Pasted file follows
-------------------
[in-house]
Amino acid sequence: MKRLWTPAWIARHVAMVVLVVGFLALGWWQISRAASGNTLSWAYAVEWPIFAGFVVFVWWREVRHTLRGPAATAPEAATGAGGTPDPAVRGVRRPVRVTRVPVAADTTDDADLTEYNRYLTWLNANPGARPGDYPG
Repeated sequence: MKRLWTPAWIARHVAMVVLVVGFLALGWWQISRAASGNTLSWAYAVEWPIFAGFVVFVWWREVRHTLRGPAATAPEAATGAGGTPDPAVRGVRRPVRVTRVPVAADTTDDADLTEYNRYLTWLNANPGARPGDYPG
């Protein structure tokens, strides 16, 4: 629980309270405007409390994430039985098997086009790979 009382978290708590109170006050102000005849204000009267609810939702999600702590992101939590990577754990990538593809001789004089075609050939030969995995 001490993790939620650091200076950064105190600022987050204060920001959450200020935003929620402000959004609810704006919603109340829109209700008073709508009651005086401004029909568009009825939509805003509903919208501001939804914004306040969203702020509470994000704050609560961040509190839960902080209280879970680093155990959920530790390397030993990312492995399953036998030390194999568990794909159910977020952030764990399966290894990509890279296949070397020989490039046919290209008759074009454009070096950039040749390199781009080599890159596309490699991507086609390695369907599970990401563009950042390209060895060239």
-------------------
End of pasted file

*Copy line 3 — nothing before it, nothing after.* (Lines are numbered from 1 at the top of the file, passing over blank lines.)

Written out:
Repeated sequence: MKRLWTPAWIARHVAMVVLVVGFLALGWWQISRAASGNTLSWAYAVEWPIFAGFVVFVWWREVRHTLRGPAATAPEAATGAGGTPDPAVRGVRRPVRVTRVPVAADTTDDADLTEYNRYLTWLNANPGARPGDYPG